The modern child learns to stand up on skis while holding on to a bar that extends out over the water from a point next to the driver of the boat. Not only is holding a fixed bar a lot easier than having your arms tugged out of your shoulders by the snap of a rope becoming taut, but this also means the instructor is sitting right next to you as you learn, watching and giving instruction at close quarters.
After the child has mastered the basics and knows what it feels like to stand on skis, a short rope is tied to that bar and the learning process steps up. Within less than 30 minutes, most children, with their annoying low centres of gravity and generally useful brains when it comes to learning new skills, have got the whole thing down, and they are smiling like you’ve just told them Christmas will now happen on the 25th of every month.
As much invigorating fun as skiing is - and wake boarding, my own preferred method now that I am too lazy to actually bother with standing up on skis - the real highlight for any group of kids is the end of the day, when they attach a large, inflatable platform called, for reasons that are not clear, “a biscuit”, to the back of the boat (in my day it was a truck-tyre inner tube, but this, too, has been much improved).
This means that four or more children can be hauled along the surface of the water at high speed together, squealing and screaming and occasionally pushing each other off. It is huge amounts of fun.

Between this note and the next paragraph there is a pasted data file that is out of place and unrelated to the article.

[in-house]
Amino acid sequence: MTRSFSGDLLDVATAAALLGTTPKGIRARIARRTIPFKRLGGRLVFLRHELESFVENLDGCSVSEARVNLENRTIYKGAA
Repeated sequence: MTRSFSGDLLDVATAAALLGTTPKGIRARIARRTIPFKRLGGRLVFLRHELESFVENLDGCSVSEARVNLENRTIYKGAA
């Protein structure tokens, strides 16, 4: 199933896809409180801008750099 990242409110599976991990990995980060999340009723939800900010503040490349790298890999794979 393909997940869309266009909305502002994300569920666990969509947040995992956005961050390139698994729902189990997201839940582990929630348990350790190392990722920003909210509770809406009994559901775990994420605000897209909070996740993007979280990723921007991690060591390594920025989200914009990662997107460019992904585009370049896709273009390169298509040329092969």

Now, I’d experienced all this before when my son, who’s 13, had been to Hawkesbury Riverside Gardens for a friend’s birthday party (don’t get me started on how expensive and absurd kids’ parties are these days), and I’d been waiting for my daughter to be old enough to have a go for some time, so it was with some excitement that we booked our stay, along with another family.
And then it rained. So much that Pitt Town flooded, and this particular part of the Hawkesbury burst its banks and washed away much of the waterside, turning the usually tempting beach volleyball court into a mud flat. So we waited a couple of weeks, rebooked and packed up our tents for another try.
The good news was that there is a fantastic campground on site, with loads of space for kids to run around - although the on-site cabins and caravans looked far more sensible to me, personally.
The bad news was that, when we arrived, we were told that the water was still so fully of trees and other debris that the ski school felt it was unsafe to operate. This was made slightly more galling by the fact that loads of people with their own boats seemed entirely wiling to risk it, and looked hugely happy to be doing so.
The saving grace, however, was something I’d not noticed on my previous visit - a swimming pool. And thus was kept entirely happy my fish daughter (a term that makes me hope she doesn’t grow up to be a fish wife).
Without exaggeration, one day she spent more than five hours in said pool, while I, as a doting safety dad, lay on the nearby sun lounger and kept an eye on her. Even if that eye was sometimes closed and having a nap.
We will, of course, be back, to try the skiing again. Unless, of course, we make the more sensible decision of saving all our pennies and moving to a house with a pool.
Or just selling our daughter to an aquarium.